Attacks against smart devices are surging, with both old and new threats targeting connected devices that remain largely unsecured, according to researchers at Kaspersky Lab.
Podcast: Play in new window | Download (Duration: 42:49 — 49.0MB)Subscribe: Android | Email | Google Podcasts | RSSIn this week’s podcast: a report out last week from The Institute for the Future makes clear that state sponsored trolling has gone global and is now a go-to tool for repressive regimes worldwide, constituting a new form of human rights abuse. Ben Nimmo of The Atlantic Council joins us to discuss. Also: ransomware is one of the most effective forms of online crime. Despite that, many organizations have no formal plan for responding to a ransomware attack: we talk with Thomas Hofmann of the firm Flashpoint*, which has launched a new service to help firms prepare for and respond to ransomware.
Though they are some of the oldest cyber attacks, Distributed Denial of Service (DDoS) attacks show no signs of going away, with an increase in the number, scope and sophistication of DDoS attacks in the past year, according to a recent report by cloud-delivery platform provider Akamai Technology.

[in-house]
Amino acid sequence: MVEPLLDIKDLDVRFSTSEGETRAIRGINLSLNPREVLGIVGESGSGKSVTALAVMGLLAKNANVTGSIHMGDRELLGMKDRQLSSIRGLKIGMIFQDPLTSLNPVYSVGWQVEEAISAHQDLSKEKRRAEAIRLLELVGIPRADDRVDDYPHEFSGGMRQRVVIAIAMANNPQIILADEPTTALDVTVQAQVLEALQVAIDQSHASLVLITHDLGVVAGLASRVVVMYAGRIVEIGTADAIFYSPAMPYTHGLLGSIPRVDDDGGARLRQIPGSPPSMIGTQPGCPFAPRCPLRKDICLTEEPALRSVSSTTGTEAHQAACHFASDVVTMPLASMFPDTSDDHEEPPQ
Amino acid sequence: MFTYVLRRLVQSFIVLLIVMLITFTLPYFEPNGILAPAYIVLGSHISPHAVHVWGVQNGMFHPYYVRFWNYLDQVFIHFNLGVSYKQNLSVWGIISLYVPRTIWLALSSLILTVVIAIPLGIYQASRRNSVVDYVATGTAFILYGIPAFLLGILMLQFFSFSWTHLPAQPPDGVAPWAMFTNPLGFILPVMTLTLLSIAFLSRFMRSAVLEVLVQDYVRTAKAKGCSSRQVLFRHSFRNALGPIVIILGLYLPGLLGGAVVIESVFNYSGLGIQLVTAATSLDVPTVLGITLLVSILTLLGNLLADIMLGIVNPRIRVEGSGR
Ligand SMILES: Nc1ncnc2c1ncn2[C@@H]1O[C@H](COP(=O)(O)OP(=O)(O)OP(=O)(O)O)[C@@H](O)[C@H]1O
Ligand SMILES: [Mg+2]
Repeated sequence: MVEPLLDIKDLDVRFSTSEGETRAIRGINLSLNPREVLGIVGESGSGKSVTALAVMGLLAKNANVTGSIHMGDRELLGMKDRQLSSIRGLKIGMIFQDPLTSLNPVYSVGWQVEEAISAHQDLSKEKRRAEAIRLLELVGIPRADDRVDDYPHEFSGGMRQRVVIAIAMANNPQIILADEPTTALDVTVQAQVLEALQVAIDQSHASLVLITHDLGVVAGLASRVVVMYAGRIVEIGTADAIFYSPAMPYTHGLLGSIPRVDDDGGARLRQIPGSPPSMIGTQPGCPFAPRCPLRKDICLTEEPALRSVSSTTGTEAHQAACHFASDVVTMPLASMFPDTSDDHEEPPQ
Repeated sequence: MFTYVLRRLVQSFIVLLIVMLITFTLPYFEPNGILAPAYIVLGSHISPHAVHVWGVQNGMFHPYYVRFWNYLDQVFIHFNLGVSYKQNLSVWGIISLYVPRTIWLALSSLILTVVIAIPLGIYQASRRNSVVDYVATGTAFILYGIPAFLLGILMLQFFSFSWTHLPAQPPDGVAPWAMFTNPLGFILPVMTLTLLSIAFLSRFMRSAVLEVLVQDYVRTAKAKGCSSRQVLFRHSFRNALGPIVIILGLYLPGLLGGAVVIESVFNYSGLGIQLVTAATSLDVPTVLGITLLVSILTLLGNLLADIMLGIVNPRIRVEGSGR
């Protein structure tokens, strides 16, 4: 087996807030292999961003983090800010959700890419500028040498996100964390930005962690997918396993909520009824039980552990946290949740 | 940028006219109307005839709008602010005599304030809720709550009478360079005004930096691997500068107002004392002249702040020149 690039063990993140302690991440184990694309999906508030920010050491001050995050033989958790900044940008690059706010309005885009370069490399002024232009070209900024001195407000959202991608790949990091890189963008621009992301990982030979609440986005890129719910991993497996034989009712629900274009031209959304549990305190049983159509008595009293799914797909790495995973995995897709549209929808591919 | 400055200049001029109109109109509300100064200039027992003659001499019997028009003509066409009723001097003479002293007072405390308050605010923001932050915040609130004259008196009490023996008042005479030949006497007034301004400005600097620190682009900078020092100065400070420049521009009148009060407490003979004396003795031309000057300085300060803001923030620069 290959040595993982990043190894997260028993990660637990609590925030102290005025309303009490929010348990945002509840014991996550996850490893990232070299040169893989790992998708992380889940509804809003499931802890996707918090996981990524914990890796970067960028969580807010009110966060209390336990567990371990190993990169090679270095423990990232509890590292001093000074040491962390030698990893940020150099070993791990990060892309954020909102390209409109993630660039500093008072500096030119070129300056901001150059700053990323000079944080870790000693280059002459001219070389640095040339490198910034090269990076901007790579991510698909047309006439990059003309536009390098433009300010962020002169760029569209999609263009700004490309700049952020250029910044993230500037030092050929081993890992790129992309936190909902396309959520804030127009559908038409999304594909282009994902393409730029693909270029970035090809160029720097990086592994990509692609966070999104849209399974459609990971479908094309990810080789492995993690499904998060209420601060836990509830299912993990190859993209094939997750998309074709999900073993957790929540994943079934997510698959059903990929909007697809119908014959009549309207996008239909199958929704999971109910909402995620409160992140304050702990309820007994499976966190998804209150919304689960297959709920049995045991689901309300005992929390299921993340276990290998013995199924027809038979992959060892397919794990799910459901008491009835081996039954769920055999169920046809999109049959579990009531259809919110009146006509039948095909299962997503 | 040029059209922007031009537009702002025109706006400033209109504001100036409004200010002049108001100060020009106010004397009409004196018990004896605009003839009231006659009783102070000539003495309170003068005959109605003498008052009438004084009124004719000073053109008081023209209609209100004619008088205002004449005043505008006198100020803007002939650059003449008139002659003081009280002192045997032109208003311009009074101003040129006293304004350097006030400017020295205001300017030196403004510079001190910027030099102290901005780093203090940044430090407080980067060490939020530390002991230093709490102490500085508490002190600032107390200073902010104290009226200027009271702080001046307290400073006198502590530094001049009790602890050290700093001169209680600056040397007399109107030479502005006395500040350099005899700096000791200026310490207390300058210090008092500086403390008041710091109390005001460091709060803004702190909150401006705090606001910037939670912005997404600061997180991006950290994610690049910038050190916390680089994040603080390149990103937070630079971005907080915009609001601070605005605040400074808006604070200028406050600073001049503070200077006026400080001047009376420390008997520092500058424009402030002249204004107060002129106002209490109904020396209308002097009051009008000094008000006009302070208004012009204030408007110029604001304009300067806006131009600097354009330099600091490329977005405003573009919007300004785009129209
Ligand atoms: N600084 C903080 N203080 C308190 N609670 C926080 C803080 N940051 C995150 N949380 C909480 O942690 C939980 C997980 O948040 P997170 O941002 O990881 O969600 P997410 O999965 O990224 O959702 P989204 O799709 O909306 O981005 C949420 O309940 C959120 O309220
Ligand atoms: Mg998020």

A new, extremely evasive botnet has been discovered that takes unique leverage of command and control servers and can completely take over an enterprise device to execute any type of code it wishes, from ransomware to trojans to data extraction, according to researchers at endpoint and mobile security firm Deep Instinct.
Consumer advocates and proponents of right to repair laws in 17 states have a new enemy to worry about. The Security Innovation Center, with backing of powerful tech industry groups, is arguing that letting consumers fix their own devices will empower hackers.*